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Dry Tortugas -- Fort Jefferson


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#1 laz217

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Posted 11 June 2002 - 10:15 PM

June 2nd, 2002 – Fort Jefferson, Dry Tortugas

It was 6:30am when I awoke preparing for the day to come. Awaking to the site
and smell of tropical Key West, I got my things together and drove about 5 minutes
to the Key West airport where I was to board my flight. This tiny airport was
once a very busy link for the old Key Westerners who for just a few dollars
could hop on a flight and spend the day in Cuba—smoke a few Cuban cigars,
have some Cuban Espresso (whew!), and enjoy the sights and sounds of a Caribbean
town bustling with a kaleidoscope of colors and sounds.

With today’s embargo and communism having such an impact on the island
of Cuba this airport no longer makes such trips. Serving as a simple getaway
for the tourists who would like to try out a little stunt airplane action, a
trip to the mainland or as I was about to embark in— take a 40 minute seaplane
ride 70 miles west of Key West to Fort Jefferson in the Dry Tortugas.

Showcasing three beautiful seaplanes, Seaplane of Key West cheerfully
greeted me and soon enough I was filling out the information necessary in order
to make my trip. Being about 30 minutes early gave me a chance to walk around
and see these beautiful seaplanes up close and personal—the envy of anyone
who would love to travel the Caribbean in a style all of his/her own. The perfect
scuba 'airboat' if you ask me.

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It wasn’t long before the others who would be sharing of this adventure
would arrive. We introduced each other and boarded the plane with the pilot
dressed in common tropical attire (You’ve gotta love Key West). The time
had come—we were on our way to our new adventure over land, air and sea.

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Shortly after boarding the seaplane, we began taxing down the short runway
and zoom…we were off. A lot less bumpy and heart-wrenching than many of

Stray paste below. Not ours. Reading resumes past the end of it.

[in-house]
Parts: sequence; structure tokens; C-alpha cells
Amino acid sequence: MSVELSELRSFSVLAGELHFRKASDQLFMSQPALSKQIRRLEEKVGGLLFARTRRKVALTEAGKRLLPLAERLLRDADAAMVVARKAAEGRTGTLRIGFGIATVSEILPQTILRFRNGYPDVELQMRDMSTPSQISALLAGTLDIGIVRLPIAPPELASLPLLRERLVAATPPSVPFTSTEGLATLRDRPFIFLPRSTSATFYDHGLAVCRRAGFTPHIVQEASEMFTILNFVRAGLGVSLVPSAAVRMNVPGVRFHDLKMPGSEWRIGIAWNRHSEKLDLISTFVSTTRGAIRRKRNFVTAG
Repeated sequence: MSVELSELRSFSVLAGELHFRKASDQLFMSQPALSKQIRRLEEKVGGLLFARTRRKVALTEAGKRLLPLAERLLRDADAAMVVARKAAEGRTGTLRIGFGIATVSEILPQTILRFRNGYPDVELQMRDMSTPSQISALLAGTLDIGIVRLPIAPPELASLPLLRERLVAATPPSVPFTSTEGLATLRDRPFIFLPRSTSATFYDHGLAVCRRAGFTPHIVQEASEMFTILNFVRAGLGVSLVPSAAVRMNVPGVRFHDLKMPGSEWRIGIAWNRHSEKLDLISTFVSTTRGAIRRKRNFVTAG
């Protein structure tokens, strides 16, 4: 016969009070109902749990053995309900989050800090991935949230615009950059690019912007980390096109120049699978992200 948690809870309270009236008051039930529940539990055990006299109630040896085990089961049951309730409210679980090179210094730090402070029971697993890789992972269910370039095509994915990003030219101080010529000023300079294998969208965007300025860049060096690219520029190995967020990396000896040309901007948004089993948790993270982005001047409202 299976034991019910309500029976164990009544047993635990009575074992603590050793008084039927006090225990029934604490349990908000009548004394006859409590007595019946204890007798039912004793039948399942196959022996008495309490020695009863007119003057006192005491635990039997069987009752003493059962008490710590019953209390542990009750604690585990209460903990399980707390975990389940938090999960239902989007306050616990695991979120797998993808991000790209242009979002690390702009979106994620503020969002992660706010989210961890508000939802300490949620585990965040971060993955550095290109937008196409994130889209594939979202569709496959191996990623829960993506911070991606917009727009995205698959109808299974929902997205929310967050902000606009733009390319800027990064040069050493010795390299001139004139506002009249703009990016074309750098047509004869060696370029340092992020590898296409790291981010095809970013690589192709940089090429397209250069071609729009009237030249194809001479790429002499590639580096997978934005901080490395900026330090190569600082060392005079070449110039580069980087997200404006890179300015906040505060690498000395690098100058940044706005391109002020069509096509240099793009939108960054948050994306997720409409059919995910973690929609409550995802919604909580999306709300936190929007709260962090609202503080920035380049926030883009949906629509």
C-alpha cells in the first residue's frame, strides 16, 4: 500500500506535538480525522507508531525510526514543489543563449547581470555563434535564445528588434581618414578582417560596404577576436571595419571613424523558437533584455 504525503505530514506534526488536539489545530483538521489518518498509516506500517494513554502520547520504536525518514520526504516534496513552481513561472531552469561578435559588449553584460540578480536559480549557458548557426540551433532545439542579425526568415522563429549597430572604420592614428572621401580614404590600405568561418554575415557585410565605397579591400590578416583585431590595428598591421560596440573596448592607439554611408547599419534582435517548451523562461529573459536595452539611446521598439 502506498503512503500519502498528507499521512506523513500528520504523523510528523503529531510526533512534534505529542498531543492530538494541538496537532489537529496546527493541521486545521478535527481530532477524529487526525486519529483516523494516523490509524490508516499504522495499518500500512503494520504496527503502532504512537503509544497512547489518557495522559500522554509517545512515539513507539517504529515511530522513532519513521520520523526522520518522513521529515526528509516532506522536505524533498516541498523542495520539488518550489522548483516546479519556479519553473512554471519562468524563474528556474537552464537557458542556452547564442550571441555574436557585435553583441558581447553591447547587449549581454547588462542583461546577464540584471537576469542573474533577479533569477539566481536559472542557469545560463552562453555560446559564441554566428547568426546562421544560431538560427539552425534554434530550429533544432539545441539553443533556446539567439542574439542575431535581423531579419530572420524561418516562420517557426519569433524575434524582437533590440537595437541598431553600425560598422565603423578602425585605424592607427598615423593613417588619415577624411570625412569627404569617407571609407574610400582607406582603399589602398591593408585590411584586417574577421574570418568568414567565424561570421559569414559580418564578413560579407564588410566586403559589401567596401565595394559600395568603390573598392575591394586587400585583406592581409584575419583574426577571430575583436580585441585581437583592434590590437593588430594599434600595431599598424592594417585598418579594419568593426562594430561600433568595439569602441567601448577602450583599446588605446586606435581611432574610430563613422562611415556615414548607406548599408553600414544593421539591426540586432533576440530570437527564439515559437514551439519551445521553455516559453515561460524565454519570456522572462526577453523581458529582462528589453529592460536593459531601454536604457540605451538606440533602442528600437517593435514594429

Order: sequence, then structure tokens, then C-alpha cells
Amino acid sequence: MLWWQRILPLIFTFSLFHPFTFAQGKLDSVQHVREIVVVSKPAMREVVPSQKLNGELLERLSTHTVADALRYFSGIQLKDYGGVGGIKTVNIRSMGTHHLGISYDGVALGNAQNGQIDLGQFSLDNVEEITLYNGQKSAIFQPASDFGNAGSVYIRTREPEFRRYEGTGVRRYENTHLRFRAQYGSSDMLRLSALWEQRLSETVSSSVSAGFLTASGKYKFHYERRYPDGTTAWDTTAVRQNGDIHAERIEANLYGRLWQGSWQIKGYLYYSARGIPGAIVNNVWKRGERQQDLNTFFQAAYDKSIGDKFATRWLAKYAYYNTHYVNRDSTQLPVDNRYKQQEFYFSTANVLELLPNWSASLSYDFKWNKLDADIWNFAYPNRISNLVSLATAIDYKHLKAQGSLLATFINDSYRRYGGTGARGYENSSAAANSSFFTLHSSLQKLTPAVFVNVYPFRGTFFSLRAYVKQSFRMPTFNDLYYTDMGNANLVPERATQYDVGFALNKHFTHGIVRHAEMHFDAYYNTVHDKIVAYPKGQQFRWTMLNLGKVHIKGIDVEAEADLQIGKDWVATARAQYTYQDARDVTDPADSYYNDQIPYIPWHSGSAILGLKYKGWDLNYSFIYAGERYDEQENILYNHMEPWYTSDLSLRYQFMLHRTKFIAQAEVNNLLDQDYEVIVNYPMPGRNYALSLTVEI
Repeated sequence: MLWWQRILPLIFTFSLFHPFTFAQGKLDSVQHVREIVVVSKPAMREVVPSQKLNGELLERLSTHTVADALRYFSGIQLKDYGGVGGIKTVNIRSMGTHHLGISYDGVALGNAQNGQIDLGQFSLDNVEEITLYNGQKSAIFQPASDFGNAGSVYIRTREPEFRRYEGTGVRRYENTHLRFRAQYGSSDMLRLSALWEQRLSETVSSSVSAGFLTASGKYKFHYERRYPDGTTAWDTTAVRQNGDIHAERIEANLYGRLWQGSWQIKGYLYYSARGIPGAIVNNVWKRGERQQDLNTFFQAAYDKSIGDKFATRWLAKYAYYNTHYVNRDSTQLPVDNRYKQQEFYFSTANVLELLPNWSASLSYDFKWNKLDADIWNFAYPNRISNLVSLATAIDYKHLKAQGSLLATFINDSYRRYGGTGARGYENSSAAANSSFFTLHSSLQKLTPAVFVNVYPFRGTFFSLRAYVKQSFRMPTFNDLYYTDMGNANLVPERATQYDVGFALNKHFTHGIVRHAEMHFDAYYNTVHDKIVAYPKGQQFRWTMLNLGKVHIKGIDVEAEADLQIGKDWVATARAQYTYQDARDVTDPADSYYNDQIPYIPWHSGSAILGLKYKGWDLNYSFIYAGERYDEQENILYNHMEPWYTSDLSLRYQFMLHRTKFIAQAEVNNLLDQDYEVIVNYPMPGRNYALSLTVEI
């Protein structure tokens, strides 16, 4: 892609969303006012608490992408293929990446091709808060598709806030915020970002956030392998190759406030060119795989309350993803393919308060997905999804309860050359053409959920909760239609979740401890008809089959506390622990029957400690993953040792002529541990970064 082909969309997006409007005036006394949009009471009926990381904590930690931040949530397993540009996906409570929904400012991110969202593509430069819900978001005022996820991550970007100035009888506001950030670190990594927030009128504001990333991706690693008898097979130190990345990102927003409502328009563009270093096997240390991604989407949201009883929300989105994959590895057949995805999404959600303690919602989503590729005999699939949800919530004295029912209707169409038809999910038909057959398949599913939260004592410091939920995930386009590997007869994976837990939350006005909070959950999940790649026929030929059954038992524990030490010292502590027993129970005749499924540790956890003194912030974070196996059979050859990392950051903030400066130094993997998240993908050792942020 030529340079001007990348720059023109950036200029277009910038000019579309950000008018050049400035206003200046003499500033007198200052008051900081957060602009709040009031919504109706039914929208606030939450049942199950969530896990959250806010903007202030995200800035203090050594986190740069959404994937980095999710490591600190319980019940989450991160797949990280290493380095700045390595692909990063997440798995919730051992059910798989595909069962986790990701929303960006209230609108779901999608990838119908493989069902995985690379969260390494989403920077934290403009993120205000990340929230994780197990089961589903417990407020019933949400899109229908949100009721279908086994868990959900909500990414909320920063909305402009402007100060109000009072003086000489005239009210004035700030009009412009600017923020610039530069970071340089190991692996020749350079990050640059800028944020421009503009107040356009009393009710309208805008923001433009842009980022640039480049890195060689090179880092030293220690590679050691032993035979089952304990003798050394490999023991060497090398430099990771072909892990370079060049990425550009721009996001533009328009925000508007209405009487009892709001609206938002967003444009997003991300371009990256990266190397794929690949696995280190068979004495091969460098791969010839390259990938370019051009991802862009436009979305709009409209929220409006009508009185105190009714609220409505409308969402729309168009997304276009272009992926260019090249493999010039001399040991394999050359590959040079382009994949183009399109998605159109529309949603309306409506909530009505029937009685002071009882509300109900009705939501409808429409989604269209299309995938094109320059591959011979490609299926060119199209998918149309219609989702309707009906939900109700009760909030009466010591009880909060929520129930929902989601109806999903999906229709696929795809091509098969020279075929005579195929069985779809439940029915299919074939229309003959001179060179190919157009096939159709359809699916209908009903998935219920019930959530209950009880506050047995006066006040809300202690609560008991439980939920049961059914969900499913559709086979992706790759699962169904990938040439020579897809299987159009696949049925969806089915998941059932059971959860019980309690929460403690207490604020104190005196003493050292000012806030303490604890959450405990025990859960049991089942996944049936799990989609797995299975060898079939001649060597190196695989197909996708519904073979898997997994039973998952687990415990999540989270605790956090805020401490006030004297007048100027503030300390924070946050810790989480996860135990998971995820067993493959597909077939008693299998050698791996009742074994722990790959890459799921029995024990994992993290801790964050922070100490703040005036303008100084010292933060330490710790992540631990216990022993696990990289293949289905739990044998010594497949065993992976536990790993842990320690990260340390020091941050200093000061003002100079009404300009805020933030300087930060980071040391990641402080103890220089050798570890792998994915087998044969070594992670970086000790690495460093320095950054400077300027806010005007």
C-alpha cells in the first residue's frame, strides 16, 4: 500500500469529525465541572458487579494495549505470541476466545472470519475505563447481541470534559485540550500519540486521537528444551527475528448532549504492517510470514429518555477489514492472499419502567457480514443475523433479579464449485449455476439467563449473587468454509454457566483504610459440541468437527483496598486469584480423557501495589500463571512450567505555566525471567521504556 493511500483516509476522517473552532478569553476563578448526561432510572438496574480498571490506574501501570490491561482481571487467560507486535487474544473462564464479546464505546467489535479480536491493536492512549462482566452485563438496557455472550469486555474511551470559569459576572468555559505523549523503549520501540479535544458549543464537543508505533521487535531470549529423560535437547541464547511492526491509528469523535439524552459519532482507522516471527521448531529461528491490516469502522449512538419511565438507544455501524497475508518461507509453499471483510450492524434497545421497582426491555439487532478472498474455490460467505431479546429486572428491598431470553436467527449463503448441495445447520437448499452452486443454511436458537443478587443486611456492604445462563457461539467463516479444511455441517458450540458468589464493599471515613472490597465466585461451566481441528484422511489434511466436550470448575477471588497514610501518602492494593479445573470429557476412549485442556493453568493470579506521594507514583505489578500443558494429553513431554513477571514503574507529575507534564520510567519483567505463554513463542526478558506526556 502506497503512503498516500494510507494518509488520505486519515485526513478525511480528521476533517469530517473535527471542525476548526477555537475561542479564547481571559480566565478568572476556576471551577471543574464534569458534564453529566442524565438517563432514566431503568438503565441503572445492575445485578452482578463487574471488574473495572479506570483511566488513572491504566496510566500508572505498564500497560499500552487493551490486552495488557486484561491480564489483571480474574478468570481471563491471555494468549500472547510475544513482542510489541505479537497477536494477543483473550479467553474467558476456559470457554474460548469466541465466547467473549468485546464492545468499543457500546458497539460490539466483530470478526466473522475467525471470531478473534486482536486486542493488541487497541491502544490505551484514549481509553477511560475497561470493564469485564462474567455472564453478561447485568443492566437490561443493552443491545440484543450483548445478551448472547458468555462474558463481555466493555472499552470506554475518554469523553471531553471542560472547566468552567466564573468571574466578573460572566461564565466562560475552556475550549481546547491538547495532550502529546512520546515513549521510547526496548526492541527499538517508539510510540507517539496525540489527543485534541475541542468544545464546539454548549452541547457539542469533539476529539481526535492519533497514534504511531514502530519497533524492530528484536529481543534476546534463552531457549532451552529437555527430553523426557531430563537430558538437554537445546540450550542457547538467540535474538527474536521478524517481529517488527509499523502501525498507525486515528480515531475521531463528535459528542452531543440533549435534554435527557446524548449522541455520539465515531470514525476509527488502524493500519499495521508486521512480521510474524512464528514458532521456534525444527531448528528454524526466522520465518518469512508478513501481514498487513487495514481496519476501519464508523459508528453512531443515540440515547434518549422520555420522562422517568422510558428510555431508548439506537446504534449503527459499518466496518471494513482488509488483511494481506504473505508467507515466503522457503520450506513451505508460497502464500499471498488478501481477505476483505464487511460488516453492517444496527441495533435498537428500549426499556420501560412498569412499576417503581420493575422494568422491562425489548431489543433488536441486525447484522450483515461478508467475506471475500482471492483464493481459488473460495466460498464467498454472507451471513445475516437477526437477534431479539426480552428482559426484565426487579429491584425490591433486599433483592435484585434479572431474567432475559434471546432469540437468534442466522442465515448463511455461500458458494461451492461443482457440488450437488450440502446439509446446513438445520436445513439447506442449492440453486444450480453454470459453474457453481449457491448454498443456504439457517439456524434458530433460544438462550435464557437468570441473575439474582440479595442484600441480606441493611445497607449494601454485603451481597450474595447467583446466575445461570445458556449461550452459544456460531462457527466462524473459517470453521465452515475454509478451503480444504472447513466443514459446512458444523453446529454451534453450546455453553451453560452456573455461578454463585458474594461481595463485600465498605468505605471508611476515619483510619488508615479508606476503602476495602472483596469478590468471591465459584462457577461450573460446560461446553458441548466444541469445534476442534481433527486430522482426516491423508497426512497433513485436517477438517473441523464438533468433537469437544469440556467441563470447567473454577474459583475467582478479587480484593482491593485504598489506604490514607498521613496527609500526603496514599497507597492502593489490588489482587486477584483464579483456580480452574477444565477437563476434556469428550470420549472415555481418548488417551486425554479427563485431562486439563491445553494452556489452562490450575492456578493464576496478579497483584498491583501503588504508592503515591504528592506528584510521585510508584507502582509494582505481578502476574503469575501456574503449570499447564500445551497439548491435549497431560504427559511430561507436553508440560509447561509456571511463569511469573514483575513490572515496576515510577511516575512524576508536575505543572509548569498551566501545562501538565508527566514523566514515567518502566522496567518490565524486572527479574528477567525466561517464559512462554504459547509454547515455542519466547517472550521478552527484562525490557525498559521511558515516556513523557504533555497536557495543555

today’s commercial airlines, this little fella soared like an eagle in
the air. Being that I have flown few times, I spent the whole trip with a huge
smile on my face. Between the joys of flying, a spectacular view of Key West,
the emerald waters of the Gulf of Mexico, the perfect-picturesque views of small
mangrove keys with clouds reflecting off the mirror-like ocean and spotting
tons of sea turtles, bottlenose dolphins, schools of sharks, eagle rays, and
more—from only 500ft. above sea level—the 40 minute trip to Fort Jefferson
was jaw-dropping.

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It wasn’t long before we arrived at the Dry Tortugas. Originally discovered
and named by Ponce De Leon in 1513 as Las Tortugas for its abundance of sea
turtles. These islands were later named in many nautical charts as Dry Tortugas
to warn sailors of the lack of fresh water (or so it's been said).

On the horizon it appeared, the engineering marvel of the 1800’s was in
sight—Fort Jefferson. Awe inspiring as it is seeing it in a photograph,
nothing can really prepare you for the feeling you get from circling the fort
just 500ft. above it. Consisting of over 16 million bricks, Fort Jefferson was
originally built by the U.S. Corps of Engineers in 1846 and construction continued
for over 30 years—although it was never finished. This fort, which covers
11 acres of the 16 acre Garden Key, was originally designed to control navigation